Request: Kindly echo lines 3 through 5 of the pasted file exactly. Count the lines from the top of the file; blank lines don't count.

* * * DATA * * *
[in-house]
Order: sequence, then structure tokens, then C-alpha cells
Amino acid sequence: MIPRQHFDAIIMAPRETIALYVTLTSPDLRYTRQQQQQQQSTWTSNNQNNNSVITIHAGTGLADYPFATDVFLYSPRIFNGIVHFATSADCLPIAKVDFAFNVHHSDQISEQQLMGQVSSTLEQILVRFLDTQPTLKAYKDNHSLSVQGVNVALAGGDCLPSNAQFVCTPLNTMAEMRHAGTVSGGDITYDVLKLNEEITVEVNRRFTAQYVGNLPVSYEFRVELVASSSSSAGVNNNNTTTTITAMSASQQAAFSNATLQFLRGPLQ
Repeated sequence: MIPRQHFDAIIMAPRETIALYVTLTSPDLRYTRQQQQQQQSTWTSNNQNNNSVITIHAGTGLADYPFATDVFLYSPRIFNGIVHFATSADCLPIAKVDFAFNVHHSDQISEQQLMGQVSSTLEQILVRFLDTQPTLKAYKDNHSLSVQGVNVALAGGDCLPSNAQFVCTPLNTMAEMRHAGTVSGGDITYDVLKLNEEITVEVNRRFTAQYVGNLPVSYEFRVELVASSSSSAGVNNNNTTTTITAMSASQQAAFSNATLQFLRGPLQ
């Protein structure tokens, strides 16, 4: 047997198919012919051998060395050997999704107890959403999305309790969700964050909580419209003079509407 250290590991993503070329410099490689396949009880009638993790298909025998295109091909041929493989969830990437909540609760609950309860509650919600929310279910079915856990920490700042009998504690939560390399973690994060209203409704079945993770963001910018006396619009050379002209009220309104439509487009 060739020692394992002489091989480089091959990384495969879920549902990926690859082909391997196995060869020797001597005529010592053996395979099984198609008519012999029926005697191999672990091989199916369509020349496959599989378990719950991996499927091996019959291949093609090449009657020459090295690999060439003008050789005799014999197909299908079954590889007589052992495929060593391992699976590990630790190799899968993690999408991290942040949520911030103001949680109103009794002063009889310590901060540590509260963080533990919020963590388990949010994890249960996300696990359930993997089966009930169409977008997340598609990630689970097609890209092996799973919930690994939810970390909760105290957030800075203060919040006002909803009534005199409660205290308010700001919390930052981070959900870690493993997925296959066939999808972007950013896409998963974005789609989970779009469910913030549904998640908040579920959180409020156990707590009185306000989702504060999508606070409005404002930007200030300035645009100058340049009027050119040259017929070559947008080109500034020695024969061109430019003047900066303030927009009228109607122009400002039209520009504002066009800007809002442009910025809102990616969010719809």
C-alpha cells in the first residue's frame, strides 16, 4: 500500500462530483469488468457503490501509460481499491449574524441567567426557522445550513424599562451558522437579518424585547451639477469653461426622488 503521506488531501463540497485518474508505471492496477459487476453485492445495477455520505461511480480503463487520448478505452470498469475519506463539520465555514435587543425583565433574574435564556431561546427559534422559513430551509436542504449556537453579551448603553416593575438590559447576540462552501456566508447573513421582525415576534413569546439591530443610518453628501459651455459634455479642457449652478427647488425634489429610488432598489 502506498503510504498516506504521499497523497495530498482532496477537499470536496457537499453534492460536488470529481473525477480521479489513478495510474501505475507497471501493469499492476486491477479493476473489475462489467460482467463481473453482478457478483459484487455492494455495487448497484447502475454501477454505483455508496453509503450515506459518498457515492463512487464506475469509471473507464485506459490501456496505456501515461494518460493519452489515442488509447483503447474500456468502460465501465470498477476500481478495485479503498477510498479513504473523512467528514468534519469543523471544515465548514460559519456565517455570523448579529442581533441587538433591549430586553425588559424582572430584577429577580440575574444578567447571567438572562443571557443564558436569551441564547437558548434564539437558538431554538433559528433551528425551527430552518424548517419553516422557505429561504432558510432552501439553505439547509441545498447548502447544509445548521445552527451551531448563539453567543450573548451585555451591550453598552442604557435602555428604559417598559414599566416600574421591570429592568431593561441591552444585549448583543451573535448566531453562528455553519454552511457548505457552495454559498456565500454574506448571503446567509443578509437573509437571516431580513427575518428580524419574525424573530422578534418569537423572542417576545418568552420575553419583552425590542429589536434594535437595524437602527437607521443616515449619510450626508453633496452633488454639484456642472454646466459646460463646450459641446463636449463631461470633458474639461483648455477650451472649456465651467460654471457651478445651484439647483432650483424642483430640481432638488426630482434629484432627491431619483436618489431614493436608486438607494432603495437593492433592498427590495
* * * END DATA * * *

Amino acid sequence: MIPRQHFDAIIMAPRETIALYVTLTSPDLRYTRQQQQQQQSTWTSNNQNNNSVITIHAGTGLADYPFATDVFLYSPRIFNGIVHFATSADCLPIAKVDFAFNVHHSDQISEQQLMGQVSSTLEQILVRFLDTQPTLKAYKDNHSLSVQGVNVALAGGDCLPSNAQFVCTPLNTMAEMRHAGTVSGGDITYDVLKLNEEITVEVNRRFTAQYVGNLPVSYEFRVELVASSSSSAGVNNNNTTTTITAMSASQQAAFSNATLQFLRGPLQ
Repeated sequence: MIPRQHFDAIIMAPRETIALYVTLTSPDLRYTRQQQQQQQSTWTSNNQNNNSVITIHAGTGLADYPFATDVFLYSPRIFNGIVHFATSADCLPIAKVDFAFNVHHSDQISEQQLMGQVSSTLEQILVRFLDTQPTLKAYKDNHSLSVQGVNVALAGGDCLPSNAQFVCTPLNTMAEMRHAGTVSGGDITYDVLKLNEEITVEVNRRFTAQYVGNLPVSYEFRVELVASSSSSAGVNNNNTTTTITAMSASQQAAFSNATLQFLRGPLQ
């Protein structure tokens, strides 16, 4: 047997198919012919051998060395050997999704107890959403999305309790969700964050909580419209003079509407 250290590991993503070329410099490689396949009880009638993790298909025998295109091909041929493989969830990437909540609760609950309860509650919600929310279910079915856990920490700042009998504690939560390399973690994060209203409704079945993770963001910018006396619009050379002209009220309104439509487009 060739020692394992002489091989480089091959990384495969879920549902990926690859082909391997196995060869020797001597005529010592053996395979099984198609008519012999029926005697191999672990091989199916369509020349496959599989378990719950991996499927091996019959291949093609090449009657020459090295690999060439003008050789005799014999197909299908079954590889007589052992495929060593391992699976590990630790190799899968993690999408991290942040949520911030103001949680109103009794002063009889310590901060540590509260963080533990919020963590388990949010994890249960996300696990359930993997089966009930169409977008997340598609990630689970097609890209092996799973919930690994939810970390909760105290957030800075203060919040006002909803009534005199409660205290308010700001919390930052981070959900870690493993997925296959066939999808972007950013896409998963974005789609989970779009469910913030549904998640908040579920959180409020156990707590009185306000989702504060999508606070409005404002930007200030300035645009100058340049009027050119040259017929070559947008080109500034020695024969061109430019003047900066303030927009009228109607122009400002039209520009504002066009800007809002442009910025809102990616969010719809």